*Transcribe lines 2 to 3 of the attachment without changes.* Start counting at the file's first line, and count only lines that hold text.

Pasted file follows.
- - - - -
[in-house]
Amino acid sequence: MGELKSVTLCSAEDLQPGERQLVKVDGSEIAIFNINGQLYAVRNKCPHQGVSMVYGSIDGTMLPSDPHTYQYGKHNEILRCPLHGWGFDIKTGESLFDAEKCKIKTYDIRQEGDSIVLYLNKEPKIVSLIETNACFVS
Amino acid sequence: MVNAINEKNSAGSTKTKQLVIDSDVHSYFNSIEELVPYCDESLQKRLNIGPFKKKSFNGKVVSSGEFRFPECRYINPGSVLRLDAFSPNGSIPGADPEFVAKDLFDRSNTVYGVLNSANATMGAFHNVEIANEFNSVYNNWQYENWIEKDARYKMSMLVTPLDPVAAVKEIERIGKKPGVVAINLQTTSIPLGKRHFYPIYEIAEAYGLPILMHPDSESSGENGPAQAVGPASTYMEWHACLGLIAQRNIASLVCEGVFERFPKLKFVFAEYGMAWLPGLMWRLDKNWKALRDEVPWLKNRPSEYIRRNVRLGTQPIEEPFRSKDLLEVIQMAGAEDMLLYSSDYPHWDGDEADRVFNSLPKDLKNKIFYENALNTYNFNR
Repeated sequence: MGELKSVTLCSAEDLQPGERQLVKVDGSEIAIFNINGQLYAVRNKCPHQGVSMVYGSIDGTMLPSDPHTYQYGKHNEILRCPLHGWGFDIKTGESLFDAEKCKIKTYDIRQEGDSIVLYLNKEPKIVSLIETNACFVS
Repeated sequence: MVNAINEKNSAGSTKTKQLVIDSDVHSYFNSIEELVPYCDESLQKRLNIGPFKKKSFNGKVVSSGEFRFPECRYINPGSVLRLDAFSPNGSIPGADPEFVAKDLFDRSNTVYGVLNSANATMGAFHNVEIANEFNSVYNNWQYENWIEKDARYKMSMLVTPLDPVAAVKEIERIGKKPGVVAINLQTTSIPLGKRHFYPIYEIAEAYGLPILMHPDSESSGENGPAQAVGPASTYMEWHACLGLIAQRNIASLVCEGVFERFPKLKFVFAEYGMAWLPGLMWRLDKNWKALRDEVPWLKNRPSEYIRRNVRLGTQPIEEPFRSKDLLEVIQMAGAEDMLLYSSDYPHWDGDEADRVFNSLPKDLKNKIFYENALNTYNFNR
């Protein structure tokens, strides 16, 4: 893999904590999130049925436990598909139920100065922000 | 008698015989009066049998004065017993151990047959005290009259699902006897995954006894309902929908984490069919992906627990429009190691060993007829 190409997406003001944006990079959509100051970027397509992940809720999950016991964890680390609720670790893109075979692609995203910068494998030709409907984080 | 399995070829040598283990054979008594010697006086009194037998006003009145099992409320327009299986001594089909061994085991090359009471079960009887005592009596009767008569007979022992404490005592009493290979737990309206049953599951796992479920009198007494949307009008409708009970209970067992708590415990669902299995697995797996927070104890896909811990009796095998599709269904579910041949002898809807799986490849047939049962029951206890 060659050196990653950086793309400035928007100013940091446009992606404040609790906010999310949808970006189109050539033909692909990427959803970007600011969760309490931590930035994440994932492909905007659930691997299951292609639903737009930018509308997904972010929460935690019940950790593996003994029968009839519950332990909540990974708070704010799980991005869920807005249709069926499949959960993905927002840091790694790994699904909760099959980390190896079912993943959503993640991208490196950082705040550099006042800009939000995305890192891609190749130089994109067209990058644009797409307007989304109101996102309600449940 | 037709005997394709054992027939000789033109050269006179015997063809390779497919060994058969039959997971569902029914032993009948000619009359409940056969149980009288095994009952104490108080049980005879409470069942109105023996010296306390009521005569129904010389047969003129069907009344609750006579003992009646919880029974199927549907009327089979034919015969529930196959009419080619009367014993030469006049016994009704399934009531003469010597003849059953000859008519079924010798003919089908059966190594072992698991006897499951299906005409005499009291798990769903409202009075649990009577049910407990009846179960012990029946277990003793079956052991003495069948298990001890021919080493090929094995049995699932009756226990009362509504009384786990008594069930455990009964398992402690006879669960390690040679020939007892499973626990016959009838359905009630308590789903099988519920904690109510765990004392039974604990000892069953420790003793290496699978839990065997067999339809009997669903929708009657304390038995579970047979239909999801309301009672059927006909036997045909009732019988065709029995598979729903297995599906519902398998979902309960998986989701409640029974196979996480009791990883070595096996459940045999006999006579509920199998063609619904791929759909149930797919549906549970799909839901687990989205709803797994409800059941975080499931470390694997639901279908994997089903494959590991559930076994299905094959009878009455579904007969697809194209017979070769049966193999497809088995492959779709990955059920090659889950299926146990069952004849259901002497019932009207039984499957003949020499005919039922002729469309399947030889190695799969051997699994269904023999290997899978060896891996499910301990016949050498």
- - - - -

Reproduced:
Amino acid sequence: MGELKSVTLCSAEDLQPGERQLVKVDGSEIAIFNINGQLYAVRNKCPHQGVSMVYGSIDGTMLPSDPHTYQYGKHNEILRCPLHGWGFDIKTGESLFDAEKCKIKTYDIRQEGDSIVLYLNKEPKIVSLIETNACFVS
Amino acid sequence: MVNAINEKNSAGSTKTKQLVIDSDVHSYFNSIEELVPYCDESLQKRLNIGPFKKKSFNGKVVSSGEFRFPECRYINPGSVLRLDAFSPNGSIPGADPEFVAKDLFDRSNTVYGVLNSANATMGAFHNVEIANEFNSVYNNWQYENWIEKDARYKMSMLVTPLDPVAAVKEIERIGKKPGVVAINLQTTSIPLGKRHFYPIYEIAEAYGLPILMHPDSESSGENGPAQAVGPASTYMEWHACLGLIAQRNIASLVCEGVFERFPKLKFVFAEYGMAWLPGLMWRLDKNWKALRDEVPWLKNRPSEYIRRNVRLGTQPIEEPFRSKDLLEVIQMAGAEDMLLYSSDYPHWDGDEADRVFNSLPKDLKNKIFYENALNTYNFNR